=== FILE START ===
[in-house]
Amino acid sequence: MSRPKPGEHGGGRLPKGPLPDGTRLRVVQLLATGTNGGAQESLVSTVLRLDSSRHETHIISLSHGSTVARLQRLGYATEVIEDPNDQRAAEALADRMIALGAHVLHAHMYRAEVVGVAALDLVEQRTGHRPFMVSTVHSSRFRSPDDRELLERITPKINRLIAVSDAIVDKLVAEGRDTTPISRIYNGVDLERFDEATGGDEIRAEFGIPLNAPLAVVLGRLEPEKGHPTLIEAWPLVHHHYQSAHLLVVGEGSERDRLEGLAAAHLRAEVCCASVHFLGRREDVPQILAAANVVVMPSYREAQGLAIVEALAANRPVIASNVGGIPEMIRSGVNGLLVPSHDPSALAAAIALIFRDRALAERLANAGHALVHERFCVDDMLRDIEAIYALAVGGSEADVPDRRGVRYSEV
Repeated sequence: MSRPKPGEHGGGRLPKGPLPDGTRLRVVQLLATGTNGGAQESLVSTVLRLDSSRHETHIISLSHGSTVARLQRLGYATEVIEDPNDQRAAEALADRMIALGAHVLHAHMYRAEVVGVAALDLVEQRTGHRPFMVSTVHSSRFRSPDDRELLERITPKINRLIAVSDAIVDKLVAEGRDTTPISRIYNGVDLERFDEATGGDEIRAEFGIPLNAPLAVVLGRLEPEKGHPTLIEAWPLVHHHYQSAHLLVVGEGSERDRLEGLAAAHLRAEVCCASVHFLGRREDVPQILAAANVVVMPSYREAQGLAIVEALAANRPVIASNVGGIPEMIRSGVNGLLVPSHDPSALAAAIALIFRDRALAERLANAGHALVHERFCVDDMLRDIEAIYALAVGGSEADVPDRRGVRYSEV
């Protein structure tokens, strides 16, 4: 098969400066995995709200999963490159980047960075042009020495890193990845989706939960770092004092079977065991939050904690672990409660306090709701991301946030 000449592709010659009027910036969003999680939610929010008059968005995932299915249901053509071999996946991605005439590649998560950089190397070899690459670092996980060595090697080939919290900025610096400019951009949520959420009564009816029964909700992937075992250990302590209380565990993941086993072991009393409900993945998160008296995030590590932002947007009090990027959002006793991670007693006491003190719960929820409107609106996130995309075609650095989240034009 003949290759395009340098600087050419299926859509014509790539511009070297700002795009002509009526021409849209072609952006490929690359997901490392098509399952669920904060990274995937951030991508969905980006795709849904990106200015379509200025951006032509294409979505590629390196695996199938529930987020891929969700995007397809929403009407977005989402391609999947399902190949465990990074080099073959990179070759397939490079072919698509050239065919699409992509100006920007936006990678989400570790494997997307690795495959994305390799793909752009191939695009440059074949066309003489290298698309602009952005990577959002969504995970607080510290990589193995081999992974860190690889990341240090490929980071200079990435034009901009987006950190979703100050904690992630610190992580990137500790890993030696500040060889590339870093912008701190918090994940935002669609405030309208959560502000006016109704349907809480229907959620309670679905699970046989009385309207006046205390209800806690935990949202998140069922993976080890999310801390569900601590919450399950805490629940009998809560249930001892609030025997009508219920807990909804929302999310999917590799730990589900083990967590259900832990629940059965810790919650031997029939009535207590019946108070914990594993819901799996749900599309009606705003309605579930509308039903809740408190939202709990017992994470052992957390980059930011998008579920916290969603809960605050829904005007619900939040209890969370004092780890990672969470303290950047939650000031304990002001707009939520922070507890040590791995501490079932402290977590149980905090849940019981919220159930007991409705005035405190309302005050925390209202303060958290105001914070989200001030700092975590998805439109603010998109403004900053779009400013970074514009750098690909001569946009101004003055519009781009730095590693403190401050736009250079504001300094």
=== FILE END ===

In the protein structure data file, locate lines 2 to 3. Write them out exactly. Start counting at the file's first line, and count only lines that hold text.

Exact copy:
Amino acid sequence: MSRPKPGEHGGGRLPKGPLPDGTRLRVVQLLATGTNGGAQESLVSTVLRLDSSRHETHIISLSHGSTVARLQRLGYATEVIEDPNDQRAAEALADRMIALGAHVLHAHMYRAEVVGVAALDLVEQRTGHRPFMVSTVHSSRFRSPDDRELLERITPKINRLIAVSDAIVDKLVAEGRDTTPISRIYNGVDLERFDEATGGDEIRAEFGIPLNAPLAVVLGRLEPEKGHPTLIEAWPLVHHHYQSAHLLVVGEGSERDRLEGLAAAHLRAEVCCASVHFLGRREDVPQILAAANVVVMPSYREAQGLAIVEALAANRPVIASNVGGIPEMIRSGVNGLLVPSHDPSALAAAIALIFRDRALAERLANAGHALVHERFCVDDMLRDIEAIYALAVGGSEADVPDRRGVRYSEV
Repeated sequence: MSRPKPGEHGGGRLPKGPLPDGTRLRVVQLLATGTNGGAQESLVSTVLRLDSSRHETHIISLSHGSTVARLQRLGYATEVIEDPNDQRAAEALADRMIALGAHVLHAHMYRAEVVGVAALDLVEQRTGHRPFMVSTVHSSRFRSPDDRELLERITPKINRLIAVSDAIVDKLVAEGRDTTPISRIYNGVDLERFDEATGGDEIRAEFGIPLNAPLAVVLGRLEPEKGHPTLIEAWPLVHHHYQSAHLLVVGEGSERDRLEGLAAAHLRAEVCCASVHFLGRREDVPQILAAANVVVMPSYREAQGLAIVEALAANRPVIASNVGGIPEMIRSGVNGLLVPSHDPSALAAAIALIFRDRALAERLANAGHALVHERFCVDDMLRDIEAIYALAVGGSEADVPDRRGVRYSEV